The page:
Saudi Arabia To Lift WWE Women’s Wrestling Ban In 2019?

There’s a lot of speculation going around at the moment, suggesting that women may be allowed to wrestle on the next Saudi Arabian show for the very first time.

The Wrestling Observer Newsletter reported last week that WWE had no plans to host an Evolution pay-per-view this year, and Cageside Seats have followed up by stating that there’s a hope that the company would instead market this breakthrough as a landmark similar to last year’s first all-women pay-per-view, though they acknowledge that the odds remain slim.

  • Publisher:
  • Date: 2019-03-11T09:07:27+00:00
  • Author: Andrew Murray
  • Twitter: @whatculture
  • Citation: Web link (Read More)

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Not to change the topic here:

Saudi Arabia Moves Toward Trials of Women’s Rights Activists

BEIRUT, Lebanon ‘ The office of Saudi Arabia’s public prosecutor said late Friday that it had completed its investigation into a group of women’s rights activists, accused of working to ‘undermine the security’ of the kingdom, and was preparing to put them on trial.

The activists were detained last year as the kingdom was preparing to lift its ban on women driving, leading many to assume that Crown Prince Mohammed bin Salman, the kingdom’s day-to-day ruler, did not want to share credit for the change with activists who had pushed for it.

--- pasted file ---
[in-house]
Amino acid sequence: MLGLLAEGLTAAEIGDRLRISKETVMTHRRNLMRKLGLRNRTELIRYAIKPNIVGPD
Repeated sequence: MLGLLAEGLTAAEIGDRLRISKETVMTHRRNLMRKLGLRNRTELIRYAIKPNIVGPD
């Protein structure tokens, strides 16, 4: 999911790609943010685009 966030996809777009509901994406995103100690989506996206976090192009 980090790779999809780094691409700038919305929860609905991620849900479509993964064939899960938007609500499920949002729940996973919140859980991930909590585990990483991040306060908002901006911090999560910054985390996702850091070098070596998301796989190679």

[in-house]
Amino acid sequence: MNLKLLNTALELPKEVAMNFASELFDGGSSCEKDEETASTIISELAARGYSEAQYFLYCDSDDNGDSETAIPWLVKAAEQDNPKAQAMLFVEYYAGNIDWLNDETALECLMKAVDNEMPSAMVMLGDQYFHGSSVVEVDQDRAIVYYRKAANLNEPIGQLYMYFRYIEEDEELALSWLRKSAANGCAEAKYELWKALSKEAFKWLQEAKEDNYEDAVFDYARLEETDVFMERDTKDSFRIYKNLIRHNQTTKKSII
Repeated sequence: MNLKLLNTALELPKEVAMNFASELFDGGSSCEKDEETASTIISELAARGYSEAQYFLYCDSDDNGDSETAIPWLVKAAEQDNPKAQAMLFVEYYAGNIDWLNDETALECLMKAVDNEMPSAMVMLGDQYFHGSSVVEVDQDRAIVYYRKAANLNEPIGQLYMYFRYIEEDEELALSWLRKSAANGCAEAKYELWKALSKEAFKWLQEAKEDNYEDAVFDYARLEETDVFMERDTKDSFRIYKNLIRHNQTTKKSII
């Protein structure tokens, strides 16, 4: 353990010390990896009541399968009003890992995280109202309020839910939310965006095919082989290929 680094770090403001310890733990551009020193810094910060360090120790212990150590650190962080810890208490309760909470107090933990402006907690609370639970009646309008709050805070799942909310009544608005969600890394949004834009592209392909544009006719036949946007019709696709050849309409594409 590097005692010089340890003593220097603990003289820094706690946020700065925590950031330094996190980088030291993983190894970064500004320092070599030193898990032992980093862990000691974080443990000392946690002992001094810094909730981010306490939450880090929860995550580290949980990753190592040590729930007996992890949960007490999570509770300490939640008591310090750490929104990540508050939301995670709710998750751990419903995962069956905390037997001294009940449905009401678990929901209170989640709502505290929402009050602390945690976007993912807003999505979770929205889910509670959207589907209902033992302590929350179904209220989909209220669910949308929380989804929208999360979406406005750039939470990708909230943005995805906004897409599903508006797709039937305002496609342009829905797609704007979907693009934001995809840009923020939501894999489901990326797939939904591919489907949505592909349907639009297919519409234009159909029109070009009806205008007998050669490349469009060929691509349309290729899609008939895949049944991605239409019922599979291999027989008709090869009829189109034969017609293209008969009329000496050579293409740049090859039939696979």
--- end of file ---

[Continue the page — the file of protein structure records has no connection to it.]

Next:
Saudi Arabia rebuked over detention of women activists at UN forum

The joint statement was the first collective rebuke of the Gulf kingdom since the council was set up in 2006.

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“Interference in domestic affairs under the guise of defending human rights is in fact an attack on our sovereignty,” said Abdul Aziz Alwasil, the kingdom’s permanent representative in Geneva.

The BBC’s Imogen Foulkes in Geneva says that for years the Human Rights Council has shied away from public criticism of Saudi Arabia.

Many European countries view Riyadh as an ally in a troubled part of the world, restricting their concerns over human rights to private informal chats, our correspondent adds.

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Saudi Arabia women’s rights activists to face trial, prosecutors say

Women’s rights activists in Saudi Arabia who have been detained for nearly a year will be put on trial, the country’s public prosecutor said late Friday, as Crown Prince Mohammed bin Salman faces growing scrutiny over his leadership.

The women are accused of coordinating activities that “aim to undermine the Kingdom’s security, stability, and national unity,” the prosecutor said in a statement released by the Saudi press agency.

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‘The Saudi prosecution is bringing charges against the women’s rights activists instead of releasing them unconditionally,’ said the group’s deputy Middle East director Michael Page. ‘The Saudi authorities have done nothing to investigate serious allegations of torture, and now, it’s the women’s rights activists, not any torturers, who face criminal charges and trials.’

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